“At that time, Rs 1,000 was a huge sum of money. But he made that investment to give me something to focus on, I believe,” he says and goes on to talk about how he loved playing Hotel California by The Eagles over and over again after he got his hands on the guitar.
Sharma now has around 30 guitars in his personal collection. From Gibson and Yamaha to Fender and Ibanez, he boasts a well-kept collection but he’s partial to the Ibanez guitar which is his favorite.
Sharma calls himself a self-taught musician who learnt to play various instruments like guitar, keyboard and drums by leafing through music books since the time he was seven years old.
He did his schooling from JP High School in Kathmandu before moving on to Siddhartha Vanasthali School. He even went on to complete his Bachelor’s in Science from Tri-Chandra Campus. But his love for music was never lost and he didn’t continue with his formal education after that, and instead chose to focus on making a career in music.
“I was teaching English in a language institute at Durbar Marg when I launched Kaleidoscope,” he says. The music school, which is now located at Putali Sadak, was at Lazimpat in his own house during its initial years.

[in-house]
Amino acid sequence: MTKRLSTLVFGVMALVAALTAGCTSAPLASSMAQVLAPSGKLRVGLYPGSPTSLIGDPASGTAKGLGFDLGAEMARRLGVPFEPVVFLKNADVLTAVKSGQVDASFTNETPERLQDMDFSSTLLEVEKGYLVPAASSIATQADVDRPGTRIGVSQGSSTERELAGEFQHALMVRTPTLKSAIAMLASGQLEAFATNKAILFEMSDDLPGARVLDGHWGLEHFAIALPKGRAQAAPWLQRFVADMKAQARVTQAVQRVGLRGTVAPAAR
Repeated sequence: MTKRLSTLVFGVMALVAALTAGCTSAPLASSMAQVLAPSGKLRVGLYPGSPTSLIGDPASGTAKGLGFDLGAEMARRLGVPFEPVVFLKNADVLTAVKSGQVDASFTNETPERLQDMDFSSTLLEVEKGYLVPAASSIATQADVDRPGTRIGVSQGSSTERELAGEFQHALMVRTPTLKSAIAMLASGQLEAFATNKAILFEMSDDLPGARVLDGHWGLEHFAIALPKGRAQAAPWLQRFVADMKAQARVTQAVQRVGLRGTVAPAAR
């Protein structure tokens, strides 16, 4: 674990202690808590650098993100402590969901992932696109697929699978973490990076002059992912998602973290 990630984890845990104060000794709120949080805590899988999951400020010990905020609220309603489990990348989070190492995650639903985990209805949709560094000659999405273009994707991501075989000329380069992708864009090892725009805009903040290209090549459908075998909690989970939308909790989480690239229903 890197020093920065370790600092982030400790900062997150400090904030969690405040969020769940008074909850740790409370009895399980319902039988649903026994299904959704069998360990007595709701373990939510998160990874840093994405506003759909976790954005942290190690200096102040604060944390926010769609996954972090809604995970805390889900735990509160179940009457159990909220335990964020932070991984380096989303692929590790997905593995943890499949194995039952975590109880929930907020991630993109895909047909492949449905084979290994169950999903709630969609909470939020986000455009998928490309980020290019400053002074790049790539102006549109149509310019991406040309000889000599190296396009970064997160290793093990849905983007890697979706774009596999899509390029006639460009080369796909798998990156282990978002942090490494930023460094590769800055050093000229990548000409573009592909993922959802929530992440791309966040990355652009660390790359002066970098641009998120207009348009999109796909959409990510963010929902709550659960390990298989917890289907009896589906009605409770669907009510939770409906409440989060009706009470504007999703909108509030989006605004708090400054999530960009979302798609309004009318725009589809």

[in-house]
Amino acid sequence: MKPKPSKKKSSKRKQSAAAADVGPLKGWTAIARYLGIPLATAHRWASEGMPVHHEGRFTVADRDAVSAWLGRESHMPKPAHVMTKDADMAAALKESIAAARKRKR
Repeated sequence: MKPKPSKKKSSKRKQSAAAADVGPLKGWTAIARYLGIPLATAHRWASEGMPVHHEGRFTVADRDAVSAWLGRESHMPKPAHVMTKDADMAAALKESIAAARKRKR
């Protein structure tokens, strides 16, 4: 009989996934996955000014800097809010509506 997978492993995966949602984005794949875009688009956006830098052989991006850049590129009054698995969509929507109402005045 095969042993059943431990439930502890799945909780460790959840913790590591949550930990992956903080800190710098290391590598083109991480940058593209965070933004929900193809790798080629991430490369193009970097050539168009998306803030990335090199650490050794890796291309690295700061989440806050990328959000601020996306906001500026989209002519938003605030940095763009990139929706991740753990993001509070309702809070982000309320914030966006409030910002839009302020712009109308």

“I started working right after my SLC exams. I worked as a receptionist at various hotels like Yak and Yeti and Everest but I got bored in a short time and never stuck to one job.”
It was only when Kaleidoscope was up and running that Sharma found his calling. But after two years, he left for the United States to pursue a few courses in music. Since he didn’t have any formal training, he felt the need to learn more if he was to make an impact in the music field in the long run.
In the States, too, his frivolous nature got the best of him and he didn’t stick to one institution but switched schools as he moved from one state to another. But when he returned in 1997, he had more experience, and with that came confidence to run Kaleidoscope on his own. He also had a newfound zeal to revive his four-member band, Eternal, that he had founded in 1992 before he left for America.
“We’ve come up with four albums already and are currently working on the 5th one,” says Sharma. At 46, Sharma is proud of the fact that he’s established himself in the music scene and loves passing his knowledge on to the younger generation.